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Associations between DNA methylation and telomere length during early life: insight from wild zebra finches (Taeniopygia guttata)
  • +4
  • Elizabeth Sheldon,
  • Riccardo Ton,
  • Winnie Boner,
  • Pat Monaghan,
  • Shirley Raveh,
  • Aaron Schrey,
  • Simon Griffith
Elizabeth Sheldon
University of South Florida
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Riccardo Ton
Macquarie University
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Winnie Boner
Glasgow University
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Pat Monaghan
Glasgow University
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Shirley Raveh
Glasgow University
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Aaron Schrey
Georgia Southern University
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Simon Griffith
Macquarie University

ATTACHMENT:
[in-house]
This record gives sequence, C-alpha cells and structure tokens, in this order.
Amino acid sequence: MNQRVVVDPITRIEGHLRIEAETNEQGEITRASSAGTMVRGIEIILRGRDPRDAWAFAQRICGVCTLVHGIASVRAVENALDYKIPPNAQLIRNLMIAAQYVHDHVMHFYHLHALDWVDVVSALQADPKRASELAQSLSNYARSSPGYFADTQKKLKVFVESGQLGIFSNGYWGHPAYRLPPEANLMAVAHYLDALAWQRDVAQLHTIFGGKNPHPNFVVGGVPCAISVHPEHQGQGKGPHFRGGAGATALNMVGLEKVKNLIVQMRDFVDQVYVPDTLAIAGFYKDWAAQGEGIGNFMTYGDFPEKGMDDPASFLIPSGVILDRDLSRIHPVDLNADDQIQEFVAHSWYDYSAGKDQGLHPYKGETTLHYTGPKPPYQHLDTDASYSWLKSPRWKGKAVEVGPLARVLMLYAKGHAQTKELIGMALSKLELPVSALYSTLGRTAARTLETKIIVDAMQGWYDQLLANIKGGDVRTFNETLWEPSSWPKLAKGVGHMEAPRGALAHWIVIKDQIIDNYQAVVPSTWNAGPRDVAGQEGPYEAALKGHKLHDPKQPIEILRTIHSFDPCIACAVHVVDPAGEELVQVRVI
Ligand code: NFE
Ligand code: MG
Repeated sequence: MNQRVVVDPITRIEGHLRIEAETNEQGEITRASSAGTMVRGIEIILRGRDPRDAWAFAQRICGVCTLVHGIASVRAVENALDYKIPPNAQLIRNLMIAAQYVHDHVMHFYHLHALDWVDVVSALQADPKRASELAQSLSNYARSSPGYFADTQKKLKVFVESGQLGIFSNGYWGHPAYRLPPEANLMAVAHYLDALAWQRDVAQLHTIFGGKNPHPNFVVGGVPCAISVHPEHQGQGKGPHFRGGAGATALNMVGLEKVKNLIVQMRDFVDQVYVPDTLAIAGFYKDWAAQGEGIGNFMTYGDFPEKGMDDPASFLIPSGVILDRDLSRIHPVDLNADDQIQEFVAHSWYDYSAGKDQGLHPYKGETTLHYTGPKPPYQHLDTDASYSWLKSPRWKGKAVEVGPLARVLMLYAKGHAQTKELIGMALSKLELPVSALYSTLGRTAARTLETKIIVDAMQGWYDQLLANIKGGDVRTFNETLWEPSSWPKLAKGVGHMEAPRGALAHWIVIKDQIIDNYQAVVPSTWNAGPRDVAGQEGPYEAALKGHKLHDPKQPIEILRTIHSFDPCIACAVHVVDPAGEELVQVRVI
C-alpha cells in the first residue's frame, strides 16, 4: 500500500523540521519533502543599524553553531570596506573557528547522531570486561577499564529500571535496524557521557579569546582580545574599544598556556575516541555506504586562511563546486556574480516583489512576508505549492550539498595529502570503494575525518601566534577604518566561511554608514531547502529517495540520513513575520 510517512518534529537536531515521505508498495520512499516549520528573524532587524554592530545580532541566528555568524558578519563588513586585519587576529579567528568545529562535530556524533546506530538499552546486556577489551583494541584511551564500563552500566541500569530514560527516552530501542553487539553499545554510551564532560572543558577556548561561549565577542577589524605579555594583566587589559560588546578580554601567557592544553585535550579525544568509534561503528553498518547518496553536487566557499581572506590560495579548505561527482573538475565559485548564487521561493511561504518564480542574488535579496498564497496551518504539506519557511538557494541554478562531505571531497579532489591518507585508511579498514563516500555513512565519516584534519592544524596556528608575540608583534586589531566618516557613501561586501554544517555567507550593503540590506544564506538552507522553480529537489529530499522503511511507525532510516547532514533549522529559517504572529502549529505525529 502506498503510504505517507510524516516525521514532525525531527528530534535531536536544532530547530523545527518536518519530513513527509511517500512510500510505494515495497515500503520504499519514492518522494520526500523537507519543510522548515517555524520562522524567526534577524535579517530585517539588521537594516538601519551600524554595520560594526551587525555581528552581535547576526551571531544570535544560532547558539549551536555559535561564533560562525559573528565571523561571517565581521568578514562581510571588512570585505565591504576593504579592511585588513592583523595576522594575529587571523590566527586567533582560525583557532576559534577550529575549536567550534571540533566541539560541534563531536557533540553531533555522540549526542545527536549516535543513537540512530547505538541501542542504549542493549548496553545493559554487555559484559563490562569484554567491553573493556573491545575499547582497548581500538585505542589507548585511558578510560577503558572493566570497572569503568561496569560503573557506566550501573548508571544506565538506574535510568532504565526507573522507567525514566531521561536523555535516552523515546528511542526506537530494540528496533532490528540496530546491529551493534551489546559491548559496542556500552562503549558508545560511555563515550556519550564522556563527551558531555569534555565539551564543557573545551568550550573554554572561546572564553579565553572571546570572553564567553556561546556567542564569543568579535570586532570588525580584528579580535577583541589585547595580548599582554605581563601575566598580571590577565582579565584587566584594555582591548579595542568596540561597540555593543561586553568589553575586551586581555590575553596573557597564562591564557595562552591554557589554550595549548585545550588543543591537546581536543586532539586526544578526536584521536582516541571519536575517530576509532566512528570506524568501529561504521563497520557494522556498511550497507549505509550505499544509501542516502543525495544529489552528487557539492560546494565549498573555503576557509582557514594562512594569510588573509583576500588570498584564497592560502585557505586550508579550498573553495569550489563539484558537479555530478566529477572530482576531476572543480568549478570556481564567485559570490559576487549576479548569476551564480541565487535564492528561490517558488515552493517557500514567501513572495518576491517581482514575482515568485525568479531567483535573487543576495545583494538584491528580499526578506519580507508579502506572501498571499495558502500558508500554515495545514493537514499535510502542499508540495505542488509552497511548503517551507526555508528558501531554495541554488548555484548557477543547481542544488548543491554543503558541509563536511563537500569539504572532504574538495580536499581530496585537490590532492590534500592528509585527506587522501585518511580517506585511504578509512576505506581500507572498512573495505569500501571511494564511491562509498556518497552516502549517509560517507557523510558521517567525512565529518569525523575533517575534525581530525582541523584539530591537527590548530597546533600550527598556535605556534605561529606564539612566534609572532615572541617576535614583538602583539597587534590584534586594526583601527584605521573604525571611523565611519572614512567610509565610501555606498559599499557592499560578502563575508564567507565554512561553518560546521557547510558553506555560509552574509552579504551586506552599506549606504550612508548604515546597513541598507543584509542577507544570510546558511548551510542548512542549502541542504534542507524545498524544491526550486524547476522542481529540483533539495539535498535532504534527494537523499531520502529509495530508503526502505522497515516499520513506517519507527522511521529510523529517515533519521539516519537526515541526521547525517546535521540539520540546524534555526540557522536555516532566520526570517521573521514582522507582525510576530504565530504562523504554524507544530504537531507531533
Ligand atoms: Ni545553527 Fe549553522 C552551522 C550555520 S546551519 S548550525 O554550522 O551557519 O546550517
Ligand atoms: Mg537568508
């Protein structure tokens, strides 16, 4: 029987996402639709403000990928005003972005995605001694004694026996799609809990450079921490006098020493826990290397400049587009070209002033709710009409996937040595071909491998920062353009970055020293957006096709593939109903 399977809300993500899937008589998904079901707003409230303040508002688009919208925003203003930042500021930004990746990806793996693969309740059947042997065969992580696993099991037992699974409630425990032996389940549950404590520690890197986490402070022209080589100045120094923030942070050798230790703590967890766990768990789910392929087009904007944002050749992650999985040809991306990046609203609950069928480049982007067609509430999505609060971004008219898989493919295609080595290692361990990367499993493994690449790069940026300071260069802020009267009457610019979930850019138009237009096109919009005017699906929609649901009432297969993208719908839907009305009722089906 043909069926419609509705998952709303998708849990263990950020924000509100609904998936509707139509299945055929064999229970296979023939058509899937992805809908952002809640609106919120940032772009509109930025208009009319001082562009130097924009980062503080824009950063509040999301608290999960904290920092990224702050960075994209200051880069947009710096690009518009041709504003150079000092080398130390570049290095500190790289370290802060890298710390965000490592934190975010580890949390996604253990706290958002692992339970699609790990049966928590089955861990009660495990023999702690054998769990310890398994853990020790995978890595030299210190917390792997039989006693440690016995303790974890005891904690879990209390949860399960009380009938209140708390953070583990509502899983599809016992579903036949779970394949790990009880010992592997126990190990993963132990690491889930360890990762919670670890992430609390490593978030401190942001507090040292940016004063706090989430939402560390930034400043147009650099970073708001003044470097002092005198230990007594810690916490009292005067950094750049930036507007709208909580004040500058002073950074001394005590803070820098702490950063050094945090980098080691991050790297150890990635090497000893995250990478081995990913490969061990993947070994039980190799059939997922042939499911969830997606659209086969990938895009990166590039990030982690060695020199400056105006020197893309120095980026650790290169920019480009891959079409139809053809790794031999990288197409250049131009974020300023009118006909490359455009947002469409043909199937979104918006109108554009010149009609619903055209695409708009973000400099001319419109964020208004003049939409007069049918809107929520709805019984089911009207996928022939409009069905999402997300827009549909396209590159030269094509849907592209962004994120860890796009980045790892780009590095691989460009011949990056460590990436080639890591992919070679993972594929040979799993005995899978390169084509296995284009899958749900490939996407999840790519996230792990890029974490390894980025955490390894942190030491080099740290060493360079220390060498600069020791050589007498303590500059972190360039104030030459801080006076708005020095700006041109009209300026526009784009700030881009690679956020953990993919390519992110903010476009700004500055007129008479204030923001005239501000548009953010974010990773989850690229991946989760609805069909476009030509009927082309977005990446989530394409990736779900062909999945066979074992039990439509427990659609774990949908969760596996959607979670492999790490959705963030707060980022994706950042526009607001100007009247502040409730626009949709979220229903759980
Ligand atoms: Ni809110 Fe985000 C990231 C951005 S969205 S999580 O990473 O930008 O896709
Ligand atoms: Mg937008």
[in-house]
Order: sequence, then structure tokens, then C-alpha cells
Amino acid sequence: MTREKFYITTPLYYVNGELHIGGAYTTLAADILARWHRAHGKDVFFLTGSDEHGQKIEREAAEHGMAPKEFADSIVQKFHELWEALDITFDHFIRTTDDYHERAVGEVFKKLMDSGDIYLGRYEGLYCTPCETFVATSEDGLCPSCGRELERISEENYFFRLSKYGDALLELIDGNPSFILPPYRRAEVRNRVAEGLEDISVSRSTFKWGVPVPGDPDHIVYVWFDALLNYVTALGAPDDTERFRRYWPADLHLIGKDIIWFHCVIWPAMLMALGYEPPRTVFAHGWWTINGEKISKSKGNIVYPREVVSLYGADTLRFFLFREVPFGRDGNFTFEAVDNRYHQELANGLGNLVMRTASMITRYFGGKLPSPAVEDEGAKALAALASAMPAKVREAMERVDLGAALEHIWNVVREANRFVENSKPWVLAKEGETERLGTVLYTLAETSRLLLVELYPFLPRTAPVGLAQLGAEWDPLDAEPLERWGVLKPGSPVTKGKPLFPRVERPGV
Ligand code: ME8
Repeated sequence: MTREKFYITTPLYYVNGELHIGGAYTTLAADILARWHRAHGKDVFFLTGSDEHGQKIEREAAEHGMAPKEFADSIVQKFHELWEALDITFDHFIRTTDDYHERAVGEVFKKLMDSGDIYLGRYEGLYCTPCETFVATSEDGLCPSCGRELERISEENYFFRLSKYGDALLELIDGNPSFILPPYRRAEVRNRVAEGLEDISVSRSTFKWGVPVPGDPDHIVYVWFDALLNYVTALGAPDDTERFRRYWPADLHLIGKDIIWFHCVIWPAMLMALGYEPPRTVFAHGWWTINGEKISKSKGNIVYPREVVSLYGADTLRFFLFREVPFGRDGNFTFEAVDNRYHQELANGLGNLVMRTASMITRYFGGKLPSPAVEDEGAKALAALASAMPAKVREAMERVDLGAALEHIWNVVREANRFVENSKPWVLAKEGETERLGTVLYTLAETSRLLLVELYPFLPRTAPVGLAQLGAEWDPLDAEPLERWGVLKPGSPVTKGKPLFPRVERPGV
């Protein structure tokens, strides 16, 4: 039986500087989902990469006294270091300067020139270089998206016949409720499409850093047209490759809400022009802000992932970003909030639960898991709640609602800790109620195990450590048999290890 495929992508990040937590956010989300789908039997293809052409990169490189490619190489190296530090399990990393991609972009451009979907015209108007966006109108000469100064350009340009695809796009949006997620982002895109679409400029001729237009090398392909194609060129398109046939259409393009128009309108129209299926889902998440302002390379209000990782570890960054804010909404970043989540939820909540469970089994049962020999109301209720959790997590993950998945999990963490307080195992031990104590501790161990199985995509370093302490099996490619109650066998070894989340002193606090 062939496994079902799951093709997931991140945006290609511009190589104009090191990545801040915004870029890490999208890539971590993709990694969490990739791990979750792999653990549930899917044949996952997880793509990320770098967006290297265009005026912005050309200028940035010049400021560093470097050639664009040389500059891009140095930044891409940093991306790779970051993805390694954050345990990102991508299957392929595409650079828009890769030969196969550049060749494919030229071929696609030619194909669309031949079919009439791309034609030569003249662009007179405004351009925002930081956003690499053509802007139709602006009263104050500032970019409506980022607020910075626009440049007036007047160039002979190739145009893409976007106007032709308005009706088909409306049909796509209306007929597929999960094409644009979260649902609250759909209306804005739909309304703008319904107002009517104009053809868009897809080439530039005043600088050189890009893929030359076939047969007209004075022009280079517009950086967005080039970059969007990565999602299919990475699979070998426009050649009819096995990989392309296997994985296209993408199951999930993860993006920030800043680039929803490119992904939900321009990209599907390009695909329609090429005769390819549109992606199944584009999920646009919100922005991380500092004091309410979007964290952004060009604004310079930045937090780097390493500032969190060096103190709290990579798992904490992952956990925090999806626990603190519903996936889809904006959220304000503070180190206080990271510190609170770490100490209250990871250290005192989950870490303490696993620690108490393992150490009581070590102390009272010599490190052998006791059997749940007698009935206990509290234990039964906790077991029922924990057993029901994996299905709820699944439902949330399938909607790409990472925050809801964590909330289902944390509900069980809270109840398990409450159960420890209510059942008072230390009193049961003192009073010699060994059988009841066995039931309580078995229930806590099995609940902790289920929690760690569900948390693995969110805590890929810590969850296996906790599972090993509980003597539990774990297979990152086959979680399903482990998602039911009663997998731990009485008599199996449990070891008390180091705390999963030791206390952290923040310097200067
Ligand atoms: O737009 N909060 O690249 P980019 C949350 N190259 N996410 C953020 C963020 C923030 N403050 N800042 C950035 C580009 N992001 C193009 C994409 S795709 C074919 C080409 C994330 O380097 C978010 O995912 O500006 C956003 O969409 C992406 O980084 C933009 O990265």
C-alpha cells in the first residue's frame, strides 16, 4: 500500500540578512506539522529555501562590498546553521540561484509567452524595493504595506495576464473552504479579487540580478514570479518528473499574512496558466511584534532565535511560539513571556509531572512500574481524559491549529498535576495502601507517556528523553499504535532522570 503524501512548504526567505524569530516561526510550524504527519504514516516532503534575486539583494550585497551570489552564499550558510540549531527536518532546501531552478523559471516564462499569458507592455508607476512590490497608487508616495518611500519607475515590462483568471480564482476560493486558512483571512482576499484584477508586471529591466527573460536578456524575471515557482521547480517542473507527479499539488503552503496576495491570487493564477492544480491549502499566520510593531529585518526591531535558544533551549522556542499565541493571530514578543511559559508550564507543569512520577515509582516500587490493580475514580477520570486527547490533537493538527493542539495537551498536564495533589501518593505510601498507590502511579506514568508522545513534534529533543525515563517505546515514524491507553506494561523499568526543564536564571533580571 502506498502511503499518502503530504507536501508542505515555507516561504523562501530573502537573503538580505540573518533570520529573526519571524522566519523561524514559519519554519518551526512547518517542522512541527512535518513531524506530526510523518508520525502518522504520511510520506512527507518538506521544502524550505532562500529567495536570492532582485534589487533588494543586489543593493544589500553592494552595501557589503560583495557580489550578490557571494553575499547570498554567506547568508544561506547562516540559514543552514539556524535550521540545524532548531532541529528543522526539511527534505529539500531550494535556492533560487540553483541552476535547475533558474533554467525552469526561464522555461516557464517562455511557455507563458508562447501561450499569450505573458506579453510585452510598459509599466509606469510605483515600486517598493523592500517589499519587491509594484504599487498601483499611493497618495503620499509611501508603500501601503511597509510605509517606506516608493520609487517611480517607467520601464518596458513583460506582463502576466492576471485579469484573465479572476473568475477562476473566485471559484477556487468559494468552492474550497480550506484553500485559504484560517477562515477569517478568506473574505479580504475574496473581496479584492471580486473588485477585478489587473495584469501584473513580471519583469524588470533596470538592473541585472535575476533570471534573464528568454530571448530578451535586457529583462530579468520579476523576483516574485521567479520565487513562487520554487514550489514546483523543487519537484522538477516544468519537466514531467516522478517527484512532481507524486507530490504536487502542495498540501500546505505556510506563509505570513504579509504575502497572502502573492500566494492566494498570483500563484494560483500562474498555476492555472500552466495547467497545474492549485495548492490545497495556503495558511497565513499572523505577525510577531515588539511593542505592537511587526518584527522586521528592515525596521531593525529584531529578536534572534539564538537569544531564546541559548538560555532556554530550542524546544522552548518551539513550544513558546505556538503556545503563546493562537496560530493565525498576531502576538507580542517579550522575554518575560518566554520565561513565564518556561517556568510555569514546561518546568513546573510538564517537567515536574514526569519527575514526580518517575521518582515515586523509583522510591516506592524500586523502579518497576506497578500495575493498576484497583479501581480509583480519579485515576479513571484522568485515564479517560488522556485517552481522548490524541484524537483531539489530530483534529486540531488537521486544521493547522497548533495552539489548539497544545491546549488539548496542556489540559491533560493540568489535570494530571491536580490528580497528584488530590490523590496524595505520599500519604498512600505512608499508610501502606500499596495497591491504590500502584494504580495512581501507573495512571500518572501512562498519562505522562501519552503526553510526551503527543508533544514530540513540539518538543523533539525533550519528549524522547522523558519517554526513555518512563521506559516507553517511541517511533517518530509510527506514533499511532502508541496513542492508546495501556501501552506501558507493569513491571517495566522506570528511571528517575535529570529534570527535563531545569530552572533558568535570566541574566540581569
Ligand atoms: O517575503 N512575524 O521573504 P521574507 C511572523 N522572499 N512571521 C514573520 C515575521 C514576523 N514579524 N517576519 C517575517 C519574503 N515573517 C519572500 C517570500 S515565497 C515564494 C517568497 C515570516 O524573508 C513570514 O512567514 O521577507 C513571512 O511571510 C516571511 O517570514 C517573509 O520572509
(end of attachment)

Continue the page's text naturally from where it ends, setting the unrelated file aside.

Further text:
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Abstract

Telomere length and DNA methylation (DNAm) are two promising biomarkers of biological age. Environmental factors and life history traits are known to affect variation in both these biomarkers, especially during early life, yet surprisingly little is known about their reciprocal association. Here, we present the first study on a natural population to explore how variation in DNAm, growth rate and early-life conditions are associated with telomere length changes during development. We tested these associations by collecting data from wild, nestling zebra finches in the Australian desert. We found that increases in the level of DNAm were negatively correlated with telomere length changes across early life. We also confirm previously documented effects of post hatch growth rate and clutch size on telomere length in a natural ecological context for a species that has been extensively studied in the laboratory. However, we did not detect any effect of ambient temperature during developmental on telomere dynamics. We also found that the absolute telomere length of wild zebra finches, measured using the in-gel TRF method, was similar to that of captive birds. Our findings highlight exciting new opportunities to link and disentangle potential relationships between environmental, epigenetic and telomere length dynamics during early life.